Superhero deaths are notoriously short-lived.
Superman, whose 1992 demise was the first major hero-death blockbuster and is still a landmark, was back within a year. The build-up to Batman's recent apparent death lasted longer than his actual apparent death. (It turns out he was just misplaced in time, a fate shared by Captain America a couple of years before). Founding X-Men member and fan favorite Jean Grey has died three times—leading up to the start of the Dark Phoenix saga, at the end of that classic 1980 story arc, and again in 2004. Even Barry Allan, the second incarnation of the Flash, whose first appearance in 1956 ushered in the Silver Age of comics, returned in 2009 after nearly 25 years in a super-speed afterlife dimension reserved specifically for Flashes.
So the Human Torch's apparent death in the most recent issue of Fantastic Four—Johnny Storm takes a final solo stand against a swarm of millions of alien bug-like soldiers in the Negative Zone, to prevent old FF enemy Annihilus' invasion of our dimension—is being greeted with a mix of caution and cynicism. Most readers seem to regard FF writer Jonathan Hickman's first major bombshell on the book as at best a brief interruption on the way to the team's 50th anniversary and at worst yet another craven cash-in. (That hasn't keep Marvel Comics from hard-selling the story as yet another can't-miss event. The issue in question, #587, available since Jan. 26, is being sold wrapped in a black plastic bag, with an ominous version of the team's famous logo—the numeral 3 replacing the standard-issue 4—in the center.)
The cynicism is deserved—DC and Marvel's big events, Grant Morrison's brain-bending Final Crisis excepted, have become an embarrassment for any intelligent comics reader in the last decade, tempting us to plunge insane amounts of money into months-long crossovers and mini-series that further entrench the madness of the continuity status quo. Even Secret Wars, a 12-issue proto-crossover event from 1984-5, had more and bigger long-term consequences for the Marvel Universe than the pedestrian (but infinitely more complicated and expensive) 2008 event Secret Invasion.
On top of that, the death of the Human Torch reads suspiciously like a set-up for something bigger—like the resurrection of the Human Torch—12 issues from now. Note the issue number; in a year, Fantastic Four will reach the epochal #600, marking almost exactly the title's 50th anniversary. (The first issue was published in November 1961.) Marvel and Hickman are trying to squelch such speculation with their immediate plan: FF #588, due out on Feb. 23, will be the last issue of the series. The team—joined by Spider-Man, the Torch's best friend—will be rechristened the Future Foundation in March, with a new series and new white uniforms. But almost every major long-running mainstream comics title has been renumbered in the last 20 years; there's nothing in that plan to preclude Future Foundation reverting back to Fantastic Four #600 a year from now. And what better way to commemorate that milestone than by reuniting the original lineup?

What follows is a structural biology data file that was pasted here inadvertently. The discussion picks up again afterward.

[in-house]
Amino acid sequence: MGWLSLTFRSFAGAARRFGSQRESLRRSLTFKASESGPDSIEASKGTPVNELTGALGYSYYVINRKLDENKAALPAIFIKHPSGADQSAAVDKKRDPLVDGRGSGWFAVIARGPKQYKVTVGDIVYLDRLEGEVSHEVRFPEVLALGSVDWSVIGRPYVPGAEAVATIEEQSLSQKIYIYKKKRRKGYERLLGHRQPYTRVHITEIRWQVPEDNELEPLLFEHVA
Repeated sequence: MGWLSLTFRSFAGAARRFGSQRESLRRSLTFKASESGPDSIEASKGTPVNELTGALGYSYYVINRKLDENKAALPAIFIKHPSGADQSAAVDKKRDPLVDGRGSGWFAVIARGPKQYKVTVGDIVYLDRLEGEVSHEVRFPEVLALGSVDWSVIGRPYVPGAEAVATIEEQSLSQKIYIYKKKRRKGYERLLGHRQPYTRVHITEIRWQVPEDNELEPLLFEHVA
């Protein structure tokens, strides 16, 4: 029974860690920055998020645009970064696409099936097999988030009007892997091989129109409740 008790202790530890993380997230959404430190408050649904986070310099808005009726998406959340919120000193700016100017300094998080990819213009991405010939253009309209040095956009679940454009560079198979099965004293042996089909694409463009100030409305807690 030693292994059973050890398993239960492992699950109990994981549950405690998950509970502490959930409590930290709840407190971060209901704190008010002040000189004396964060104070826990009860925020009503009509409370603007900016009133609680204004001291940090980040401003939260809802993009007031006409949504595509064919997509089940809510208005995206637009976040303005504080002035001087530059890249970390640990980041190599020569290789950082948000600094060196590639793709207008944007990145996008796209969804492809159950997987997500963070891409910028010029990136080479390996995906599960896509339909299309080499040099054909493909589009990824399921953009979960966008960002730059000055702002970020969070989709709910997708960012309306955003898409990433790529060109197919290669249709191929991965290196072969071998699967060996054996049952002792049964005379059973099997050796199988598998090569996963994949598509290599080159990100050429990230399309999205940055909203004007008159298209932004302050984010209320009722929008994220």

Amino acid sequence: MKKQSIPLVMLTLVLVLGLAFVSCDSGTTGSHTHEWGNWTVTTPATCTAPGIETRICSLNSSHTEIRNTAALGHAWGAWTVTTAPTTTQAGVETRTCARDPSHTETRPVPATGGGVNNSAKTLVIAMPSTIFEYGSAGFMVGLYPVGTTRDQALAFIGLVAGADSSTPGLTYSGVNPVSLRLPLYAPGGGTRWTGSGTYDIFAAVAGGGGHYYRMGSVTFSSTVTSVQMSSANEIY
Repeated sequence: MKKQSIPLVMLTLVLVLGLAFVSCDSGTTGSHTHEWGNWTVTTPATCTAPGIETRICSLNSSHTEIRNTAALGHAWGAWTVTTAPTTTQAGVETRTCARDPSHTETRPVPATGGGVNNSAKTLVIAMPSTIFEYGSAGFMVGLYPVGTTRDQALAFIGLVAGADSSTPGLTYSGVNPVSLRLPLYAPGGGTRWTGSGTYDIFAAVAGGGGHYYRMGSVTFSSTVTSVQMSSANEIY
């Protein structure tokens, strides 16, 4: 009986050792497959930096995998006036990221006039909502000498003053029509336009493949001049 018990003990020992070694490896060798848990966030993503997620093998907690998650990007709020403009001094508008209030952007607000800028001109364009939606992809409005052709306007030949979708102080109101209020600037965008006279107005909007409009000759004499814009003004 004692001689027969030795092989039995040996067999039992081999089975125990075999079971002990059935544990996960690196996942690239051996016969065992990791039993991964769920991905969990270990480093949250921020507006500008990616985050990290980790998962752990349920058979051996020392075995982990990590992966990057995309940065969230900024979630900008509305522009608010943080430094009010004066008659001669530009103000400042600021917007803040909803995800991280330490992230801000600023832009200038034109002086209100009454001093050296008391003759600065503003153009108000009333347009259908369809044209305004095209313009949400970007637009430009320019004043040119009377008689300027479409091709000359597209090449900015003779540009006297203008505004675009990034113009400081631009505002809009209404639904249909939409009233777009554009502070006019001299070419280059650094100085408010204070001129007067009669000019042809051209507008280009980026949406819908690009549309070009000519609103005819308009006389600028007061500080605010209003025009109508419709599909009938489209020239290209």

Which wouldn't be so terrible, actually. Johnny Storm's resurrection, if it happens, probably won't unravel the fabric of the Marvel Universe or have unexpected or even necessarily interesting ramifications, other than reminding comics fans that the Fantastic Four—not the X-Men, not even the about-to-be movie stars in the Avengers—are still Marvel's true flagship superteam.
When they introduced the FF in 1961, Stan Lee and Jack Kirby essentially invented modern superheroes. The gamma-ray-challenged foursome—super-pliable superscientist Reed Richards (Mr. Fantastic), his wife Susan Storm Richards (the Invisible Girl and later the Invisible Woman), and her younger brother, the hot-headed Human Torch, along with the wisecracking orange-bricked behemoth Ben Grimm (the Thing)—behaved like an actual family, if that family had been irradiated and physically mutated during space flight. Their interactions were full of resentment, impulsiveness, self-pity, condescension, and misunderstanding, and real life often intruded on their superheroing. But the superheroing was like nothing else before, too, with excursions into outer space and other dimensions and classic archvillians like the planet-eating giant Galactus and the mad, metal-faced Old World tyrant Dr. Doom. For most of those first 100 or so issues, the cover tagline—"The World's Greatest Comic Magazine!"—was simply a statement of fact.
Aside from John Byrne's long run as writer and artist in the early 1980s, though, the title has mostly been workmanlike since Kirby's departure way back in 1970. During their 20-issue run so far, Hickman, in his first major mainstream work, and penciller Steve Epting have rejuvenated the FF's cosmic potential and sense of bright-eyed wonder. They've recaptured something of the crazy Sputnik-era optimism of the initial Lee/Kirby stories and look to be growing together into a formidable team. If they can take the Fantastic Four to the top with them, that will be the real event.